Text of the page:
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Re: one burner puts out soot.
Hi there, I believe that the burner you are having a problem with, needs the inside of it cleaned, probably has alot of dust inside, or some material is in/on the orifice where the gas enters, you could also have an alignment problem with the orifice, causing a disturbance in the flow of the gas/air mixture. In addition it sounds like you may have a gas pressure problem, you should contact your gas supplier to have it checked, or call your local service company. Hope that helps, and thank you.
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Carbonmonoxide is produce through the combustion products. If you have a crack in your heat exchanger it can spread CO though out your space. VERY VERY VERY VERY DANGEROUS THIS CO WILL KILL YOU!!!!!!!!!
Check for blockage in the flue pipe or improper flue design resulting in inadequate venting. One way to quickly determine a venting issue is to visually observe the flame on the burn tray. It should NOT be yellow and should burn evenly across the burner. There should NOT be any areas of the burner that appear to burned or deteriorated. Look for evidence of leaks,
You may need to dismantle the top section of the heater to visually inspect for sooting. You may need to inspect the flame sensor mechanism (if applicable) for dirt or sooting.
If it is determined that your exchanger is sooted up, you have a blockage in the flue pipe or improperly designed flue.
It shouldn't be burning yellow and emitting soot at all;sounds like on of these possible causes-
(a)blocked burner airways(this can lead to yellow tipping and sooting on LPG powered appliances because insufficient air is getting through to the burner causing it;you can also get this effect on LPG barbecues say if dead insects or spiderwebs are in the burner pipes and airways after a period of storage),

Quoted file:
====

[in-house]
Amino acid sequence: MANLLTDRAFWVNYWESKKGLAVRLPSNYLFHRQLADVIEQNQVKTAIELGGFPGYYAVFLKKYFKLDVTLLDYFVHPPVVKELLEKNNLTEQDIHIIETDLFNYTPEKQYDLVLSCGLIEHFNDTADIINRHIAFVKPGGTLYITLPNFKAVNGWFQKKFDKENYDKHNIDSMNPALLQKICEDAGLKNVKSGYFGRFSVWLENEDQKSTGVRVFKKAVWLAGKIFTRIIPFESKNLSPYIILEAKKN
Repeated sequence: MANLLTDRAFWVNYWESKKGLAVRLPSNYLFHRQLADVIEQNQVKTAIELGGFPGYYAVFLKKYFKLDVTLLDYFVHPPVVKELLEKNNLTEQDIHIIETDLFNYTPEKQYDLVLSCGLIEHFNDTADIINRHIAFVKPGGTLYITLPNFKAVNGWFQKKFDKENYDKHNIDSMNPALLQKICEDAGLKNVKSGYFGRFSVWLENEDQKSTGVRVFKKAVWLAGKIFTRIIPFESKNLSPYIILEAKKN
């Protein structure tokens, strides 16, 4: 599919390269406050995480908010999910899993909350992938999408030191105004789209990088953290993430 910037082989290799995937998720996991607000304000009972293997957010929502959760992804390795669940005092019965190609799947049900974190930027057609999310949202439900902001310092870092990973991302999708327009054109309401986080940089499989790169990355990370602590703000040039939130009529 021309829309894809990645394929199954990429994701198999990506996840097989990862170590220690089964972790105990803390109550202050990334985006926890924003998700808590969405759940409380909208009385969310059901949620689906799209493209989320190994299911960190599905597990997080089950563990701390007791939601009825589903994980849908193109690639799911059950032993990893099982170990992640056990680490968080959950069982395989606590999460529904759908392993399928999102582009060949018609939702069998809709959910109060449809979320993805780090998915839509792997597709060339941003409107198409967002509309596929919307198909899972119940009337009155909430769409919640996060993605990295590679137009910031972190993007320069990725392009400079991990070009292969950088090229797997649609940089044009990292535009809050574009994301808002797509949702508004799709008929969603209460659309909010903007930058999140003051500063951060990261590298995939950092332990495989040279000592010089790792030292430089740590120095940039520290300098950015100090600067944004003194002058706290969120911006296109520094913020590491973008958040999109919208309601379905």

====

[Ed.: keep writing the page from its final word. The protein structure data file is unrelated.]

(b)incorrect aeration being set when the burner was converted using LPG jets(too much gas and not enough air causing yellow flames/smells and sooting),
or (c) if you use propane cylinder gas a dicky or faulty regulator. I would get it looked at investigating all the possibilities I mention and taking action to correct this where necessary ie clearing the burner airways(if this is causing your problem), adjusting the aeration in the burners until you get a clear noiseless blue flame without any excessive yellow and sooting(but even after good adjustment you may find still get a very slight yellow tip without sooting at the top of the flame;this does happen with propane gas and there is a slight tendancy for this to happen more often with butane-butane tends to display very slight yellow tips on ignition increasing slightly as the burner warms up to full temperature) or if you use propane cylinder gas replacing the regulator if that is necessary.
Low gas pressure will produce low flame quality (yellow flame). Check and remove any dirt or soot on burner holes, and orifice Burner flame not going inside the fire tube could be due to soot or carbon build up inside the fire tube blocking the flame path, check the inside of the fire tube, if considerable amount of soot is seen, better have them removed. Yellow flame will cause a lot of problem on fryers if not corrected as soon as possible. If you have doubt on your gas regulator, better have a qualified service technician to check it.
three problems with slow ignite on stoves.. first one is clean ignitors and burner caps. make sure that the caps and burners are correctly assemble. and make sure the stove is grounded correctly..
Do you flames have orange to yellow tips then there is a unburn carbon thst will form soot. soot productions is not achieving complete or efficient burning...again you may have dirty ot clogged burners..the flames should be all blue...let me know what you find out